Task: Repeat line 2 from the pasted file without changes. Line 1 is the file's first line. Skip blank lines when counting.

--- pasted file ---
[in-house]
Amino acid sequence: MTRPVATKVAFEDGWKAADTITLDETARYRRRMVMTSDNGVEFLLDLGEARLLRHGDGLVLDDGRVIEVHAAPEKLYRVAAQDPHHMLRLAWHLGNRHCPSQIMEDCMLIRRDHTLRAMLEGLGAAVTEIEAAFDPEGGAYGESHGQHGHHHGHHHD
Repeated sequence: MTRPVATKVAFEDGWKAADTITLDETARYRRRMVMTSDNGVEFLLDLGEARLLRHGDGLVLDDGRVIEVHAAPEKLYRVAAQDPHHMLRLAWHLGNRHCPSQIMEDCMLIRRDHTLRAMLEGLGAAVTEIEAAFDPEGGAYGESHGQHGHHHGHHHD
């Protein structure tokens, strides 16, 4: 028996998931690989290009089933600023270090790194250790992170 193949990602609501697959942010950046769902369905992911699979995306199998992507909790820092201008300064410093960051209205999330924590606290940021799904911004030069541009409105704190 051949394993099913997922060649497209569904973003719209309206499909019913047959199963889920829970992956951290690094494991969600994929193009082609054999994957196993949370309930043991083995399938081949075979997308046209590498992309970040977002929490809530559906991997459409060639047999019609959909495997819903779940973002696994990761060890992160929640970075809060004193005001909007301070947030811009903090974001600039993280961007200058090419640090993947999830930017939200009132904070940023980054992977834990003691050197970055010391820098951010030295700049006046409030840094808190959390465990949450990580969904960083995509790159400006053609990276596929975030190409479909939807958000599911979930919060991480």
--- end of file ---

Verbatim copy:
Amino acid sequence: MTRPVATKVAFEDGWKAADTITLDETARYRRRMVMTSDNGVEFLLDLGEARLLRHGDGLVLDDGRVIEVHAAPEKLYRVAAQDPHHMLRLAWHLGNRHCPSQIMEDCMLIRRDHTLRAMLEGLGAAVTEIEAAFDPEGGAYGESHGQHGHHHGHHHD